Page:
Rule-breaking bailiffs need to be held to account say debt charities

Experts say bailiffs' behaviour is part of a wider problem that is leaving millions of families in arrears on household bills

Debt charities are demanding an independent regulator be set up to protect people from harmful behaviour by bailiffs, causing stress and exasperating existing money problems.

According to research commissioned for the campaign, more than eight in 10 people in England and Wales think bailiffs should be subject to independent regulation – the equivalent of 39 million people.

Nearly nine in 10 (86 per cent) also want an independent system for complaints about bailiffs.

The fresh calls are part of the Taking Control campaign, launched in 2017 by a group of 11 organisations including Citizens Advice, the Money & Mental Health Policy Institute and The Children’s Society.

Rule breaking

Citizens Advice, who reported a 24 per cent rise in bailiff problems since 2014, said more than one in three people visited by bailiffs in in the past two years saw a bailiff break the rules.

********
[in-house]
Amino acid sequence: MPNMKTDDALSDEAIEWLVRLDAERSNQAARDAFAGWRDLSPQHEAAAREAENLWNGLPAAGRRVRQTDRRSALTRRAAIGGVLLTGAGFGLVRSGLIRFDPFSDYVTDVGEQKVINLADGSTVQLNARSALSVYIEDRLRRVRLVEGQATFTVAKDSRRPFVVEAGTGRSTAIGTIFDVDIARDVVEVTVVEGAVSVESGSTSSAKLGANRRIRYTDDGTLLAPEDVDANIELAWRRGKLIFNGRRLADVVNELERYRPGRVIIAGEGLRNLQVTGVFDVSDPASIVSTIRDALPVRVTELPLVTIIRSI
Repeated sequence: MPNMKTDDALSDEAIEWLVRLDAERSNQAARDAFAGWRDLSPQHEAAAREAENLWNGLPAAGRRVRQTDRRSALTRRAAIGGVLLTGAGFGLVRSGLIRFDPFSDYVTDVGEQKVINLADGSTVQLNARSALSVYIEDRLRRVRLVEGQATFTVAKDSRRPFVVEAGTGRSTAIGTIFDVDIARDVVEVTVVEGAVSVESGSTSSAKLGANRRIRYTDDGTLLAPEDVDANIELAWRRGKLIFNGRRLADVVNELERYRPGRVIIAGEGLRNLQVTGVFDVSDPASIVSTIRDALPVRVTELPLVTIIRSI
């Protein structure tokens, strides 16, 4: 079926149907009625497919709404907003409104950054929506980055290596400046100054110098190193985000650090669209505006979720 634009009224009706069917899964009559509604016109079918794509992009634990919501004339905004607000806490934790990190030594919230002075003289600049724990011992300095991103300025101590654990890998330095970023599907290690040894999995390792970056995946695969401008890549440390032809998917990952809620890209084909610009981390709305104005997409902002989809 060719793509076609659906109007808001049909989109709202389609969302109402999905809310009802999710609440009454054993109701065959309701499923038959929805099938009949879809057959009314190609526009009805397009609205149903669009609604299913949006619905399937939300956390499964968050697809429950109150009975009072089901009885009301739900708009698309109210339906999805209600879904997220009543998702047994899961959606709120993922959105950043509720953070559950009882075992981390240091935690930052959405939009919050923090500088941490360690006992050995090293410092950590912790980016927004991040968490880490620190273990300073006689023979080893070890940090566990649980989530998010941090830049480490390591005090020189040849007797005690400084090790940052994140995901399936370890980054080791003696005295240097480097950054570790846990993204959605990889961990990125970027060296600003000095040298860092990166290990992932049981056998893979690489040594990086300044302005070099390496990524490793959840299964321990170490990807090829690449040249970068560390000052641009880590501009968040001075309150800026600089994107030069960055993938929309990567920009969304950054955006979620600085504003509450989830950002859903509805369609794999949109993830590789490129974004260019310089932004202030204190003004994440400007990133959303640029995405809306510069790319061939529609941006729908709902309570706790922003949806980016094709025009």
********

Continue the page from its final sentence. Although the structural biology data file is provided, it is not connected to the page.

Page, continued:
Phil Andrew, chief executive of debt charity StepChange, said only 15 per cent of their clients who felt they had been treated badly by bailiffs made a complaint, and that bailiff firms only uphold around one in 10 complaints.

He added: “That’s shocking but unsurprising, as the industry’s complaints mechanism is fragmented, opaque and can’t be trusted. Industry protectionism and self-interest are causing detriment and harm to some people who have legitimate cause for complaint about bailiffs.

“Only formal regulation can solve the problems in the bailiff sector. Complaints provide a case in point, where the complaints mechanism involves the bailiff industry’s own trade body acting as adjudicator.”

UK households have an estimated £19bn in arrears on bills like council tax and utilities – a wider problem made worse by bailiffs’ conduct, Citizens Advice said.

The campaign’s figures are being submitted to the Ministry of Justice’s call for evidence of the need for bailiff reform.

In 2016-17, bailiffs collected debts from people in England and Wales 2.3 million times. The practice disproportionately affects people with disabilities or health problems, who accounted for 40 per cent of those visited by bailiffs.

National Debtline said 83 per cent of people who had debts collected by bailiffs said the experience was detrimental to their wellbeing.

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